By accepting my work as part of the my life, I’m able to fluidly move in-and-out of work, spending quality time when and where I want to spend it – in the office, or with my family. And in this stage of life especially, I absolutely have to make the most out of the time I spend – wherever I spend it. That means that while I’m in the office, I do my best to work at maximum efficently and when I’m with the family, I’m there – in body and mind.
You are also a reviewer on ThemeForest. How did you end up working for Envato as a WordPress reviewer? Is this your dream job?
Last summer, I saw that Envato was looking for WordPress reviewers, so I investigated a bit, jumped onboard, and haven’t looked back. I’am quite thankful for the opportunity to work with some of the brightest folks in the WordPress space and help to shape the framework of the premium WordPress theme industry.
What advice do you have for theme authors and how do you see the future of WordPress theme business?
First off, find a niche that serves an audience that you already know well. Second, if you’re building complicated WordPress themes, you will be supporting those same complicated themes – which can easily get expensive. And most importantly, don’t undervalue yourself. Undercutting yourself is absolutely the worst thing you can do for your business.
People want quality WordPress themes that not only work, but work well – and they’ll pay for that.
Do you think WordPress is the best CMS for the beginners? Is there any major improvement or feature you would like to see in the next WordPress releases?
WordPress in itself is a well rounded solution for beginners, though I say the major hurdle folks are running into is the inherit complexity of most multipurpose WordPress themes. Even I have trouble diving into some of these themes.
I’d like to see a front-end editing experience, on par with what Medium has deployed. Progress is certainly being made, though I’m particularly interested on how the front end Editing Blocks will function with page builders.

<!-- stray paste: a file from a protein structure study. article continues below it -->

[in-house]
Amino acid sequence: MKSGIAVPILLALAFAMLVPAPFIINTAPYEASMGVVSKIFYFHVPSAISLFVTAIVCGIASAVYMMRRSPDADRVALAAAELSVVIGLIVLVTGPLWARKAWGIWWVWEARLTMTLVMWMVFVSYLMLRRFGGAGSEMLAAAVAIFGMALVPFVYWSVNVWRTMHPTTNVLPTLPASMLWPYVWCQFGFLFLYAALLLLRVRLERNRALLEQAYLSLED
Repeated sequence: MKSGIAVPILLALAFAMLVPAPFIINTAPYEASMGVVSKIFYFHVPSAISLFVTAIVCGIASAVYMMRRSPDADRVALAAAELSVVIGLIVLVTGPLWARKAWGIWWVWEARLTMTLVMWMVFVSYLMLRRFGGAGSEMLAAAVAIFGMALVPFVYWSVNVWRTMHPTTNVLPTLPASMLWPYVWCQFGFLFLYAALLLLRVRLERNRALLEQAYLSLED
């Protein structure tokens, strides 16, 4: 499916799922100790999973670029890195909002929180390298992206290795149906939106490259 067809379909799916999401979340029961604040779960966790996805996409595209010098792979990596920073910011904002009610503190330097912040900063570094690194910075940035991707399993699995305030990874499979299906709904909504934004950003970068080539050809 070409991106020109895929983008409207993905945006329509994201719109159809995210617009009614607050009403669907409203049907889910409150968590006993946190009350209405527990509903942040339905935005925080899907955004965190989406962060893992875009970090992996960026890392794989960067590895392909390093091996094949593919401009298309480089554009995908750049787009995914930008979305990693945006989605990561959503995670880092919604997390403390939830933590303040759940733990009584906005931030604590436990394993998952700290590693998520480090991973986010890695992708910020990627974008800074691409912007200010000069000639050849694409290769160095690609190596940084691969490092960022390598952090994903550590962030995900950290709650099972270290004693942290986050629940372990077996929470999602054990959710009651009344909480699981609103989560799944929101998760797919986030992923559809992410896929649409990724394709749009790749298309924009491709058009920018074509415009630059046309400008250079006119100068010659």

Is there any theme you built that you are particularly proud of? Can you share some of the projects that you are working on?
I just released a nifty WordPress theme built for WooCommerce, called Ava. It’s been a long time in the making, but I have really been pushing the boundaries of the Customizer API, building an editing/customizing experience unlike any others.
You wrote the free WPThemeDoc for theme authors. How important is to have a good theme documentation?
Very important! If users don’t know how to use your product and can’t find an answer in your documentation, it will inevitably cost you time, money, and most importantly energy. When you’re running a WordPress product business, support costs easily become one of the highest operating expenses.
If it is not a secret, what is your marketing strategy? How well does it work for you?
No secrets! There’s a bit of everything honestly. I run a variation of Adwords, Facebook and Twitter campaigns, post to gallery sites (such as The Best Designs, Awwwards, etc), utilize Buffer and Quuu and plan a steady stream of publishable content. I’m a big fan of MailChimp too.
Honestly, the one of the most effective marketing strategies you can put into motion is having a solid product with fast and friendly support. Judiciously invest in yourself, your team, your products, and your customers – and you can’t loose.
Is there anything you would like to change in your career?
I’d like to launch a few WordPress themes into the WordPress.org theme repository, as well as on WordPress.com. I also have some plugin ideas that I’d like to entertain for a time, to see if there’s something there.
What are your plans for the future?
More themes and probably some premium WordPress plugins. I have some great plans in motion over at ThemeBeans to level-up my shop and set myself even further apart from the competition. The WordPress theme market is indeed saturated, but if you focus down and think differently, you’re in a position to make your mark.
And I’m working on some new projects to do just that.
All in all, I’m always open for opportunities and to see where God leads me on this wild adventure called life.